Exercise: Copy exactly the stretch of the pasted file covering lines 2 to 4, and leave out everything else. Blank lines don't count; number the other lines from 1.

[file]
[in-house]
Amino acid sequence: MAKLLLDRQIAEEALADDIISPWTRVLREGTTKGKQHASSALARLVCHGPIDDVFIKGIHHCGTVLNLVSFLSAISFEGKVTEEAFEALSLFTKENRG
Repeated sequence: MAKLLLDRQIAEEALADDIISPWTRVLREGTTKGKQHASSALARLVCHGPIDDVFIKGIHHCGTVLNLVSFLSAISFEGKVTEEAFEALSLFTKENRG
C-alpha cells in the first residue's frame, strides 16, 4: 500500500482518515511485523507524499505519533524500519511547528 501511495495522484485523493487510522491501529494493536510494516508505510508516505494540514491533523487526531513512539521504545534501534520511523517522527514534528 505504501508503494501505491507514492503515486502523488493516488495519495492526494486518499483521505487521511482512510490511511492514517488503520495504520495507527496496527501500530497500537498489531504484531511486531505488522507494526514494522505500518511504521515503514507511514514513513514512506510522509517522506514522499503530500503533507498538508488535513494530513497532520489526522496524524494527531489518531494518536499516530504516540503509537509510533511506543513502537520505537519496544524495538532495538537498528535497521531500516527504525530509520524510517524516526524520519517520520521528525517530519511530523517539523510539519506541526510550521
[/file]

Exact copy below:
Amino acid sequence: MAKLLLDRQIAEEALADDIISPWTRVLREGTTKGKQHASSALARLVCHGPIDDVFIKGIHHCGTVLNLVSFLSAISFEGKVTEEAFEALSLFTKENRG
Repeated sequence: MAKLLLDRQIAEEALADDIISPWTRVLREGTTKGKQHASSALARLVCHGPIDDVFIKGIHHCGTVLNLVSFLSAISFEGKVTEEAFEALSLFTKENRG
C-alpha cells in the first residue's frame, strides 16, 4: 500500500482518515511485523507524499505519533524500519511547528 501511495495522484485523493487510522491501529494493536510494516508505510508516505494540514491533523487526531513512539521504545534501534520511523517522527514534528 505504501508503494501505491507514492503515486502523488493516488495519495492526494486518499483521505487521511482512510490511511492514517488503520495504520495507527496496527501500530497500537498489531504484531511486531505488522507494526514494522505500518511504521515503514507511514514513513514512506510522509517522506514522499503530500503533507498538508488535513494530513497532520489526522496524524494527531489518531494518536499516530504516540503509537509510533511506543513502537520505537519496544524495538532495538537498528535497521531500516527504525530509520524510517524516526524520519517520520521528525517530519511530523517539523510539519506541526510550521